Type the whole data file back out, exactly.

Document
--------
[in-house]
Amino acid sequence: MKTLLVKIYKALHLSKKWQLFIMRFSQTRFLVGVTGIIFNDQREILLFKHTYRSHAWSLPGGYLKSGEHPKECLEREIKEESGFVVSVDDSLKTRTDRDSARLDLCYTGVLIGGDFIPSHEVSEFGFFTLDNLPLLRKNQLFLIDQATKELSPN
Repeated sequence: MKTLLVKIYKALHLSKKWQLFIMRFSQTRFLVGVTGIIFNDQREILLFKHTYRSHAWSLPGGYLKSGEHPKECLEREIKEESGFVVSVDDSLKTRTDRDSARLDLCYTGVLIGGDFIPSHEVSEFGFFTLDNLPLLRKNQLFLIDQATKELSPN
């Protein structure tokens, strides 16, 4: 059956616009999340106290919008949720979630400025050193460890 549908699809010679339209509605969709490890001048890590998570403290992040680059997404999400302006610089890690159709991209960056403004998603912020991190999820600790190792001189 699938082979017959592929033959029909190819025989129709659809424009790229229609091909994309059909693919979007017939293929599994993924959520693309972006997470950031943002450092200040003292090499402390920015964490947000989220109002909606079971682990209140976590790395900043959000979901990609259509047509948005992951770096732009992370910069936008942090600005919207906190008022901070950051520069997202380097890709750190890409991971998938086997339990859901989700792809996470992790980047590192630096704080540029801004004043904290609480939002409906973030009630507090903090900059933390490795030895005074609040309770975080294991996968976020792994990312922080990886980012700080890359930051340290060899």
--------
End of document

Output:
[in-house]
Amino acid sequence: MKTLLVKIYKALHLSKKWQLFIMRFSQTRFLVGVTGIIFNDQREILLFKHTYRSHAWSLPGGYLKSGEHPKECLEREIKEESGFVVSVDDSLKTRTDRDSARLDLCYTGVLIGGDFIPSHEVSEFGFFTLDNLPLLRKNQLFLIDQATKELSPN
Repeated sequence: MKTLLVKIYKALHLSKKWQLFIMRFSQTRFLVGVTGIIFNDQREILLFKHTYRSHAWSLPGGYLKSGEHPKECLEREIKEESGFVVSVDDSLKTRTDRDSARLDLCYTGVLIGGDFIPSHEVSEFGFFTLDNLPLLRKNQLFLIDQATKELSPN
């Protein structure tokens, strides 16, 4: 059956616009999340106290919008949720979630400025050193460890 549908699809010679339209509605969709490890001048890590998570403290992040680059997404999400302006610089890690159709991209960056403004998603912020991190999820600790190792001189 699938082979017959592929033959029909190819025989129709659809424009790229229609091909994309059909693919979007017939293929599994993924959520693309972006997470950031943002450092200040003292090499402390920015964490947000989220109002909606079971682990209140976590790395900043959000979901990609259509047509948005992951770096732009992370910069936008942090600005919207906190008022901070950051520069997202380097890709750190890409991971998938086997339990859901989700792809996470992790980047590192630096704080540029801004004043904290609480939002409906973030009630507090903090900059933390490795030895005074609040309770975080294991996968976020792994990312922080990886980012700080890359930051340290060899």